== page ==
3. Conservatives and Moderates won’t necessarily work together:
    Moderates are concerned about the proposed cuts in the budget, and want to ensure that tax reform is not solely to the benefit of the rich, and are also willing to work with the democrats to ensure a bipartisan consensus. Conservatives want more cuts, and most definitely won’t work with Democrats. See the problem here? Given that the moderates have recently developed a backbone, it’s possible this may derail the process, especially if they get support from Sen. Collins (Mai.) and the like.

So it turns out, Tax Reforms complicated. Imagine that. Unless Ryan and McConnell can either get their caucus to cooperate (which isn’t impossible but neither is it likely) so that they can pass a budget, much less actual Tax Reform, it’s very doubtful this ‘once in a lifetime chance’ will happen for them again and I don’t doubt the leadership knows it.

So, maybe America’s looking at tax cuts, and not reform instead? Seems about as likely at this point as anything.

Mueller’s Investigation is working with a Grand Jury

I don’t talk about this often enough, but the Mueller investigation is getting seriously deep. Not only has it expanded it’s scope beyond the election but now Mueller is investigating Trumps financial records, allegedly because of possible connections between them and the campaign discrepancies.

And now he’s asked a Grand Jury for help. 

What this means is that Mueller, and more specifically the Grand Jury, can now charge people involved in any possible Russian manipulation of the election, as well as subpoena documents the Special Prosecutor may not get access to otherwise, and force witnesses to testify under oath. It’s also the red line for Trump.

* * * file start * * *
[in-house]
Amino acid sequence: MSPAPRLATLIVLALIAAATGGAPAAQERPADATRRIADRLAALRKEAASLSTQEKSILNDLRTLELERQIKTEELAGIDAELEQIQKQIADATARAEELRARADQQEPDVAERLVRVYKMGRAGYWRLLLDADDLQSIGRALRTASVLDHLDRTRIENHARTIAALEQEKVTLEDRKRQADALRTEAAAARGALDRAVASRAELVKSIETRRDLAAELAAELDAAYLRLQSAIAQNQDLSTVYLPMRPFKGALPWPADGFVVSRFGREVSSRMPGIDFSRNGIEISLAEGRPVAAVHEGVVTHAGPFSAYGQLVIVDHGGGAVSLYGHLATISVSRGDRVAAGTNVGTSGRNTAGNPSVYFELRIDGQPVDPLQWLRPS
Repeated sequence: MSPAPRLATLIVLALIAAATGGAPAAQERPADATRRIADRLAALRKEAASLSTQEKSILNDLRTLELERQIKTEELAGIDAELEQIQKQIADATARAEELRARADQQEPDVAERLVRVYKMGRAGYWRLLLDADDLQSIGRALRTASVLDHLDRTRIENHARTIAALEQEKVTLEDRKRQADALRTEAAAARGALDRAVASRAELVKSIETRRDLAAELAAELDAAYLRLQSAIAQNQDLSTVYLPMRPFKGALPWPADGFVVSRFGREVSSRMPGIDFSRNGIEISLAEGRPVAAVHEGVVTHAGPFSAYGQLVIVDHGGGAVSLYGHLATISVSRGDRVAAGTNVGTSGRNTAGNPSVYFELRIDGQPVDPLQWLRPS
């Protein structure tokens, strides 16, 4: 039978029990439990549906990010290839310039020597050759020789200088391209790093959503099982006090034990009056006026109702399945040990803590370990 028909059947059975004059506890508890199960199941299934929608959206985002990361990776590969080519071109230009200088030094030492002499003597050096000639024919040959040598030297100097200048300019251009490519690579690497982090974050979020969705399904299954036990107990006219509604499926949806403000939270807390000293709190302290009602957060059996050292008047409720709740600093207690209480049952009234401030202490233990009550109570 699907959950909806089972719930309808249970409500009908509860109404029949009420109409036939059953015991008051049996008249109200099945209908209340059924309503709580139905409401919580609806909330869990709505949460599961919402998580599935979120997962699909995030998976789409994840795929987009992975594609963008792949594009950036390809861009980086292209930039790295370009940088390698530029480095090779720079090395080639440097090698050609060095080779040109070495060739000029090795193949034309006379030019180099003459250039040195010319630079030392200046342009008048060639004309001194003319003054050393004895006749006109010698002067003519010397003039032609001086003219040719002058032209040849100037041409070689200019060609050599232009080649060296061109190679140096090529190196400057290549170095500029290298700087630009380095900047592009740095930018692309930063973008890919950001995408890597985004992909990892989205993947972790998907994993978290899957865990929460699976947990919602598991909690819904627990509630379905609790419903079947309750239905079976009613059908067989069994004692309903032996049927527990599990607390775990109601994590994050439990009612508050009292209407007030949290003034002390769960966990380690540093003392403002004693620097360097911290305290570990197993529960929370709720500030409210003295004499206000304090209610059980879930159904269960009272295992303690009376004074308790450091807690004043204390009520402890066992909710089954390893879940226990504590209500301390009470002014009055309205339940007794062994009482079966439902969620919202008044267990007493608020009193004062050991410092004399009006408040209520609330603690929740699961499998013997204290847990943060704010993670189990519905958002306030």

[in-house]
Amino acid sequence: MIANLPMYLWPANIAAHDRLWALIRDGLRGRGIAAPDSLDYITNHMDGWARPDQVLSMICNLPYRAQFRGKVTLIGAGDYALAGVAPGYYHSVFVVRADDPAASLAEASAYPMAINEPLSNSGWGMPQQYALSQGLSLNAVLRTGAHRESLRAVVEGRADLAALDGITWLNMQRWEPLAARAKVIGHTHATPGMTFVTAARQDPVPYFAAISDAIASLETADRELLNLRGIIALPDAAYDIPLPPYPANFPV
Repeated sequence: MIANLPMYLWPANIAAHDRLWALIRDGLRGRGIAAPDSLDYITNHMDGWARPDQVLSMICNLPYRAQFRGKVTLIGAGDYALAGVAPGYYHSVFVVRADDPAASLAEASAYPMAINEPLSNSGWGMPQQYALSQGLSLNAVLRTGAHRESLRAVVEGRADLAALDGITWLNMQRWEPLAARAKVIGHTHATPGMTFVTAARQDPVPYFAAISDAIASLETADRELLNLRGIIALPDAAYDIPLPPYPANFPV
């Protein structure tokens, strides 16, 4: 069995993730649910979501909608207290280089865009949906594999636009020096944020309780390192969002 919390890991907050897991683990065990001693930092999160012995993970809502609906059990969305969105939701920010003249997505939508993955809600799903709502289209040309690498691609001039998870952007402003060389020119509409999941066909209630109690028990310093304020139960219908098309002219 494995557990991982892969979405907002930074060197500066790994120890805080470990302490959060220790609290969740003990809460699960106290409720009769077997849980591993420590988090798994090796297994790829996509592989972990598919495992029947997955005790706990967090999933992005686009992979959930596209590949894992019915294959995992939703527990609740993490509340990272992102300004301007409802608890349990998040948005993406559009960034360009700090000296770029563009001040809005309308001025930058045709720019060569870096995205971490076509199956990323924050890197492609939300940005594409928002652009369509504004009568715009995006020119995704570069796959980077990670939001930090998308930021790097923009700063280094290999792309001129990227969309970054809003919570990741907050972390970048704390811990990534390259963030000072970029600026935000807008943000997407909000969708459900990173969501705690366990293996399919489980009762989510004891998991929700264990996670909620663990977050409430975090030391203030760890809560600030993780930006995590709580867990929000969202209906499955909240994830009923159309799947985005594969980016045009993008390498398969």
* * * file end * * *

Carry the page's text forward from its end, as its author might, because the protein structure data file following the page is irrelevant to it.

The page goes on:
Trump has repeatedly said that if Mueller goes after his financial records, or goes beyond the scope of his investigation into the election, he will move to have him fired. And if he does Republican Senators have warned him that it will be the “beginning of the end of the Trump Presidency” says Sen. Lindsey Graham.

I don’t necessarily see Trump going through with this, notwithstanding his personal avoidance of firing people himself (regardless of what the Apprentice would have you believe) removing Mueller now would require the Assistant Attorney General to do so, and it would need to be because Mueller was acting without “good cause”. Naturally no one would buy that, and as Sen. Graham said, it would mark the end of the Trump presidency. Fear could well hold him back.

Regardless it should be pointed out if there is something there (and I can’t really assume that there is, not for lack of trying but mostly because all the people involved seem so goddamn dumb) the investigation will likely last at least another eight months, if not more, and then if it goes to impeachment the proceedings would then take even more time. I don’t see Trump leaving before his four years unless he voluntarily does it, which would be tantamount to declaring defeat and that ain’t happening anytime soon.

White House Administration endorses new Immigration Bill

Trump stood with Senators Cotton and Perdue to declare his support for a new immigration bill, which they claim would reorient their current immigration system into a merit based operation, with a sharp limit on who, where, and how many, could enter. In the wake of this, Steven Miller (yes that one) went to the White House briefing to reaffirm the administrations support for the bill. He then proceeded to pick fights with two journalists and remind everyone why he doesn’t go on air very often.

Regardless of Millers actions, this is a concern simply because there is no discernible proof that any of their claims are realistic. Cotton claims this bill ill firmly place the American Government on the side of the working people, rather than immigrants but there is simply no proof that that is the case: immigrants typically commit less crimes, start more businesses and pay their taxes better than the native born, in addition to working harder at what would be considered lesser jobs by native workers. What this really does is reaffirm the Administrations and the Republican Party’s commitment to the narrative of white disenfranchisement and abandonment. And this won’t fix the issue, they won’t work the same jobs as the immigrants, the opioid crisis won’t disappear because there were less immigrants and the economy won’t shoot up just because there were less immigration.

That’s just not how this works.